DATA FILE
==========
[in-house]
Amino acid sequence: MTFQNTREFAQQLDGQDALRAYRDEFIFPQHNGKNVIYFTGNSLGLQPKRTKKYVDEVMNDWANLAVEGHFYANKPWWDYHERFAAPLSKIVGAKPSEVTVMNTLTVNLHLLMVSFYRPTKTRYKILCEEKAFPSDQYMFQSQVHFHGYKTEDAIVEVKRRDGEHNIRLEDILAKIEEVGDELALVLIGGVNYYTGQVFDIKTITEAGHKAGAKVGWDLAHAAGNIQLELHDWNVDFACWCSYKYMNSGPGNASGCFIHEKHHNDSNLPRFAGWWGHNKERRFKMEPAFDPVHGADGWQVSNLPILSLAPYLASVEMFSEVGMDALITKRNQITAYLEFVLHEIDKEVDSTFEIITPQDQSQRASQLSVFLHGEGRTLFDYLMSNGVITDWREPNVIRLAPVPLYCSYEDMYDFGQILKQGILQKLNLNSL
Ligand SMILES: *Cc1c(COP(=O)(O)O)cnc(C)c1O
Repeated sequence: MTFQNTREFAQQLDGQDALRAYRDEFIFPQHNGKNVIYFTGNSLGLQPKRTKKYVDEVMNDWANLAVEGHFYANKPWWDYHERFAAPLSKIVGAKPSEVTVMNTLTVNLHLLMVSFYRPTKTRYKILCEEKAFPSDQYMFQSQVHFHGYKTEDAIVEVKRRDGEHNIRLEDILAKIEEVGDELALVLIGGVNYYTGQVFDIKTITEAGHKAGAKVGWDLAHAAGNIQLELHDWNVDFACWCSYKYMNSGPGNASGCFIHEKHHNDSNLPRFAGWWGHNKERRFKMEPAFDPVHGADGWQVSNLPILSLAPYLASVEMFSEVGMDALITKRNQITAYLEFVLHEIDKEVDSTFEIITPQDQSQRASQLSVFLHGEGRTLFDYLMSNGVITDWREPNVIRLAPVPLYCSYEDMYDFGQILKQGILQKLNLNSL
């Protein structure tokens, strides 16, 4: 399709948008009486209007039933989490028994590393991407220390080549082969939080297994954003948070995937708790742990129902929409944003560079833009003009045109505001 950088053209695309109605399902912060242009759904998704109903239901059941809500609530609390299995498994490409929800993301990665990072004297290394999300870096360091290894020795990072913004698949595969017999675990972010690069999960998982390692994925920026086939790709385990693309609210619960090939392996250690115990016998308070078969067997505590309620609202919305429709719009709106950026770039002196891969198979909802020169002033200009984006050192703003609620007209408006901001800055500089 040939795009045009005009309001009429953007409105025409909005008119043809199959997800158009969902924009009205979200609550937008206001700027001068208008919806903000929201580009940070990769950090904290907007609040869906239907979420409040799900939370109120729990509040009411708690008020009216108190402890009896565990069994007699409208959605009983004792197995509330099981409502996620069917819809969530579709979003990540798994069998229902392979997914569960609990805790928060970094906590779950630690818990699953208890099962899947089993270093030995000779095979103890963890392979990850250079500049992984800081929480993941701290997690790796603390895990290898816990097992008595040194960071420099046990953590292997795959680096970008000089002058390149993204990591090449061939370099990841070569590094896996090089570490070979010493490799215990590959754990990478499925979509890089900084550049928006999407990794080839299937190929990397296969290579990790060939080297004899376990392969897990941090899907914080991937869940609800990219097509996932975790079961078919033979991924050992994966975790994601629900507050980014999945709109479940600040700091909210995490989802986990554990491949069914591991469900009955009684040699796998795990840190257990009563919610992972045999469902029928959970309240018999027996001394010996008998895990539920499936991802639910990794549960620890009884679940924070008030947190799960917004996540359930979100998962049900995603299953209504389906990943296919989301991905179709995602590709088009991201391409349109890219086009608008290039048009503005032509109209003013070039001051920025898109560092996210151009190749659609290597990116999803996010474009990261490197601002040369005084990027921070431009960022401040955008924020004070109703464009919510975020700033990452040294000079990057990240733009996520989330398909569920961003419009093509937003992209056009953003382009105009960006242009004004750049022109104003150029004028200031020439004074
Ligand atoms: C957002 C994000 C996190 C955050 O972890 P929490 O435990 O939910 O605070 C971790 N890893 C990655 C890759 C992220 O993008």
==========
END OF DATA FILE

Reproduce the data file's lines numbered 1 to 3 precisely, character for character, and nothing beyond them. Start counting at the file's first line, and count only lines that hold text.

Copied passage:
[in-house]
Amino acid sequence: MTFQNTREFAQQLDGQDALRAYRDEFIFPQHNGKNVIYFTGNSLGLQPKRTKKYVDEVMNDWANLAVEGHFYANKPWWDYHERFAAPLSKIVGAKPSEVTVMNTLTVNLHLLMVSFYRPTKTRYKILCEEKAFPSDQYMFQSQVHFHGYKTEDAIVEVKRRDGEHNIRLEDILAKIEEVGDELALVLIGGVNYYTGQVFDIKTITEAGHKAGAKVGWDLAHAAGNIQLELHDWNVDFACWCSYKYMNSGPGNASGCFIHEKHHNDSNLPRFAGWWGHNKERRFKMEPAFDPVHGADGWQVSNLPILSLAPYLASVEMFSEVGMDALITKRNQITAYLEFVLHEIDKEVDSTFEIITPQDQSQRASQLSVFLHGEGRTLFDYLMSNGVITDWREPNVIRLAPVPLYCSYEDMYDFGQILKQGILQKLNLNSL
Ligand SMILES: *Cc1c(COP(=O)(O)O)cnc(C)c1O